Brief notes on: Buckingham, D.  (1991) 'What Are Words Worth?  Interpreting Children's Talk About Television'.  Cultural Studies 5 (2):228-44

Dave Harris

47 primary school children were studied in groups of four or five.  They were allowed to talk about television programmes.  It was found that they were able to be critical, for example of advertisements, especially those relating to adult goods.  It was also clear that they were influenced by their families, by adult critical discourse, and they often found themselves in a situation where criticisms might be expected.  As a result, they came to see offering criticisms as a way of presenting themselves as an adult (231).  This is not dissembling.  Instead, it shows the results of possessing discursive repertoires.  Obviously, it can affect audience research, however.  Thus for example the classic studied by Morley on the Nationwide audience could really be showing a response by black FE students to him.  The same situation arises in his Family Television where the different responses, say of males and females, must be seen as responses made in the presence of each other and of Morley.

In this way, 'non - television meanings' can 'swamp' those offered on television (233), particularly with group viewing [another criticism of Morley's work arises from the fact that the groups he interviewed were allowed to interrelate among themselves in complex ways, while Morley just assumed they were representative].  Decoding television is a social process as well as the product of other social processes, particularly when it is done collectively (as it often is).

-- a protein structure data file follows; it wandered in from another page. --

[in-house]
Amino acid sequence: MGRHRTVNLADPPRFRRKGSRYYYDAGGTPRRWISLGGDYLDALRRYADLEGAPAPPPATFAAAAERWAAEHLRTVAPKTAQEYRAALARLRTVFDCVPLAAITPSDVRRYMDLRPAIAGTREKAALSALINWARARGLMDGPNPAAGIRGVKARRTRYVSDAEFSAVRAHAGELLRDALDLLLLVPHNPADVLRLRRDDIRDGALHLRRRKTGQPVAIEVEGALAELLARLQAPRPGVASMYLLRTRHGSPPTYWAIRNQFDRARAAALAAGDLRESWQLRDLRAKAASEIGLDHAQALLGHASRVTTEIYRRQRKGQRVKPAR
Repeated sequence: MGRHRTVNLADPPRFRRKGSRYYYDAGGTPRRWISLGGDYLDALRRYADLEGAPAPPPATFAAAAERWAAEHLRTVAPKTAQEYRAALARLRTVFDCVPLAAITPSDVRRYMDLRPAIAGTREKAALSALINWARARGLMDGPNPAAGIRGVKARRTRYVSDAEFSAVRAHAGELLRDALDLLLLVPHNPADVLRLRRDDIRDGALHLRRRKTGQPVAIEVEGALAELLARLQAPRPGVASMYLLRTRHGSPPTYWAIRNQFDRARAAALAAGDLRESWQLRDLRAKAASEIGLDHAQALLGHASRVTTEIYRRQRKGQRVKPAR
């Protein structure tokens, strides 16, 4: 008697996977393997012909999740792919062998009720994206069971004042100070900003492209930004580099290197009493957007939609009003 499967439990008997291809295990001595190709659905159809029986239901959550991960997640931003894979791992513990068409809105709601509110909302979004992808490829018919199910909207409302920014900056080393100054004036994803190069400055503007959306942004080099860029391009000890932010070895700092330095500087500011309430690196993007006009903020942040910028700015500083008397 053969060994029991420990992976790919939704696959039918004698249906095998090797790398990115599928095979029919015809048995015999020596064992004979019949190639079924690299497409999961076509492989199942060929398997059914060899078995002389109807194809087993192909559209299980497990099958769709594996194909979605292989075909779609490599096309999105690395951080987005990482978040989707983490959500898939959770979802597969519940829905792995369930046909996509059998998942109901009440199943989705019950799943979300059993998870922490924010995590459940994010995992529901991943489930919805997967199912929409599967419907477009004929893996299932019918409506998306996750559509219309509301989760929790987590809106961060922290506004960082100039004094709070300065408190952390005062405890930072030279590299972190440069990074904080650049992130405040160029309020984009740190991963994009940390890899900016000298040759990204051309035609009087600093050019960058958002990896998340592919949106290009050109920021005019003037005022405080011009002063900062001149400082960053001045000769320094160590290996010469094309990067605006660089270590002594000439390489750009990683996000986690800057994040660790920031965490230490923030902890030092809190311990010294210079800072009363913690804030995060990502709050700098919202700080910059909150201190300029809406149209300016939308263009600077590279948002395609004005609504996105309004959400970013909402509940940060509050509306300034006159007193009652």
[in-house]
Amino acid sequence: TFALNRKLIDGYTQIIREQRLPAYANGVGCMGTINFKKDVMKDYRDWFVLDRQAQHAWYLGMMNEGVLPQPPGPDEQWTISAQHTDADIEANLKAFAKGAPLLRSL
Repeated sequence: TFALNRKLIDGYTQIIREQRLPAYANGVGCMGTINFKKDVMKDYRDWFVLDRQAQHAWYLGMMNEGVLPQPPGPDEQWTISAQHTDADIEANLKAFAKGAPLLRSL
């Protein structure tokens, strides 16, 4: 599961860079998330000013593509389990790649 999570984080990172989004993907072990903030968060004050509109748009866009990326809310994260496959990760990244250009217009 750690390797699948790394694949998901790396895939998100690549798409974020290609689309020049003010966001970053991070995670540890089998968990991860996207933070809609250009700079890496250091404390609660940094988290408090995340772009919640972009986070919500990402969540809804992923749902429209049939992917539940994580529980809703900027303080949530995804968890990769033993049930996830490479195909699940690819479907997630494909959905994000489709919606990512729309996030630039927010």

So when developing discussions of racism on TV, one child's discourse was able to function 'rhetorically', to demonstrate his sincerity to the other kids (235).  As the conversation of other kids develops, so interpretations of the TV programme changed.  It is again important to insist this is not inconsistency, merely different functions of discourse.  Discursive repertoires might well be linked to class, but Morley's suggestion is still too mechanistic.  Socialization is a much more active process and more of a struggle.

Another example turns on the discussions of gender and the representation of different genders in cartoons.  Again the girls' criticisms could be seen as part of a wider concern, including the need to be seen to be taking a principled stand, and again 'each individual contribution builds on the preceding one', a clear illustration of the active construction of group solidarity along gender lines.  Age is also important, and kids feel a need to define themselves as mature and sophisticated.  Class also intervened [but as a matter of distinction]—a middle class child was 'not too popular', and her comments were used to marginalize her still further: her preferred programmes were condemned by the group. Not all the boys had learned the 'right on' line.  The older ones were able to police the younger ones.

Television programmes are not the major cause of sexist attitudes.  Concern emerged within the group [as a kind of visible reading formation].  Programmes to provide a material input for further discursive activity, however.  Nevertheless, there is a clear 'danger in exaggerating the degree of power or freedom that audiences possess' (244).

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